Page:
Annabel's House of Books

Noli domo egredi, nisi librum habes – Never leave home without a book.

Category: Memes Challenges & Readalongs (page 1 of 9)

The Acrostic Meme

I found this meme over at Margaret’s blog where it comes by way of Lori’s and I thought I’d join in the fun:

The meme is to make an acrostic of your name in book titles you’ve read this year. I thought I’d extend that from Annabel to Annabookbel. Here is mine, with links to the original reviews:

A is for Annihilation, Authority and Acceptance – the Southern Reach Trilogy by Jeff Vandermeer

N is for Naked at the Albert Hall by Tracey Thorn

N is for Naked in Death by J.D.Robb

A is for Acts of Omission by Terry Stiastny

B is for The Buried Giant by Kazuo Ishiguro

O is for Our Endless Numbered Days by Claire Fuller

O is for Orient by Christopher Bollen

K is for (The) Knowledge by Lewis Dartnell

B is for (The) Boy Who Stole Attila’s Horse by Ivan Repila

E is for Etta and Otto and Russell and James by Emma Hooper

L is for (The) List of My Desires by Gregoire Delacourt

Feel free to have a go.

Extra Shiny tomorrow – back to book reviews soon!

Book Bingo update…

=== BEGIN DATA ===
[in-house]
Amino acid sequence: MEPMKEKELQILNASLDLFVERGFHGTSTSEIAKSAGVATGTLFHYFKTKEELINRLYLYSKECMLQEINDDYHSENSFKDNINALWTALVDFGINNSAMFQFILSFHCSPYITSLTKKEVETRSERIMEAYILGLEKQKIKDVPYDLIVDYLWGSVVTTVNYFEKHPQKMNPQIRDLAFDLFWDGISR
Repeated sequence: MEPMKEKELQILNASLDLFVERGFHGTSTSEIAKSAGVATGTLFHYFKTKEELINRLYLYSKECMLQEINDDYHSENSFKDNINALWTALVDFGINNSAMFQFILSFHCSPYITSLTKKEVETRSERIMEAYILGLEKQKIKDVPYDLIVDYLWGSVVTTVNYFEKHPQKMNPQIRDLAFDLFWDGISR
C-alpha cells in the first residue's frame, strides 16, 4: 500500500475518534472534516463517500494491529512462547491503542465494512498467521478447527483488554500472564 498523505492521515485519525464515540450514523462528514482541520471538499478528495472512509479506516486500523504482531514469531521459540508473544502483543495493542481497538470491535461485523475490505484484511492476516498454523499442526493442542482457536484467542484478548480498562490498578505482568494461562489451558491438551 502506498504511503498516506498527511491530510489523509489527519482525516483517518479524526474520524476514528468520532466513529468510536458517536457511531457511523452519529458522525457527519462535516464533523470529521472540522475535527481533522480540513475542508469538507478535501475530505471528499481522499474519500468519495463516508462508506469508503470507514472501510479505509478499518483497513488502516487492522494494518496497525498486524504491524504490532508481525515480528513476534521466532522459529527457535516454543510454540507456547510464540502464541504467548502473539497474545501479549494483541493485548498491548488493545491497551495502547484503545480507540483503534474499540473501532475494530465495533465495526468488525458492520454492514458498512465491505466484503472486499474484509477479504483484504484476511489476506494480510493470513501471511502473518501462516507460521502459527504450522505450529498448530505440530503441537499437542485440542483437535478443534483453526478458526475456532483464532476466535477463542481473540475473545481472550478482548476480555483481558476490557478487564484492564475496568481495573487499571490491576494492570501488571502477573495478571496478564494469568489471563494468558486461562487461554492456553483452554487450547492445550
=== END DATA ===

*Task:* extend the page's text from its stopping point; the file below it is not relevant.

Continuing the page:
I thought it was time to update you on my endeavours on my Book Bingo card. As you can see, I’ve completed the top row and a scattering elsewhere:

Book Bingo Update 1

Here’s what I’ve read, with links to reviews where appropriate:

Top Row:
1. Literary Mag or Journal: The Literary Review – this was simple as I subscribe.
2. Romance or Love Story: Why We Broke Up by Daniel Handler
3. Part of a series: Soulless by Gail Carriger
4. Hated by someone you know: The Martian by Andy Weir – hated by Simon Savidge.
5. Sports related: Polo by Jilly Cooper.

Second Row:
6. A Novella: The Hanged Man of Saint-Pholien by Georges Simenon, clocking in at 138 pages of actual text.

Middle Row:
15. With a Blue Cover: All Sorts of Possible by Rupert Wallis – a new YA novel I’m reviewing for Shiny New Books v.soon.

Fourth Row: Zilch yet!

Bottom Row:
21. Set in another country: The End of Days by Jenny Erpenbeck – set in Hungary, Austria, USSR, Berlin and New York.
22. Written under a pseudonym: Seeking Whom He May Devour by Fred Vargas – the French crime author aka Frédérique Audoin-Rouzeau. Review coming soon.

So not too shabby. I wish I could use The Martian to cross off some other boxes though – it’s in the bestseller lists and is Science Fiction of course, but I’m not cheating – yet!  And I can choose any book that doesn’t fit in elsewhere for the middle square.

If you’re doing this summer Book Bingo – how’s it going for you?

Shirley Jackson Reading Week

Shirley-Jackson-Reading-WeekIt’s Shirley Jackson Reading Week – hosted by Simon, Jenny and Ana. I had been planning just to scan the posts as my pile of books I must read (e.g. Anthony Powell) is rather large, but what hey! Why not read a book too? It’s not as if I didn’t have a Shirley Jackson novel ready and waiting on my shelves thanks to Simon who reviewed several of hers for the first issue of Shiny New Books.

I’m not entirely new to Shirley Jackson, having read and loved We Have Always Lived in the Castle – which I read pre-blog in 2008. I have consulted back to my master spreadsheet to see what notes I made about it then…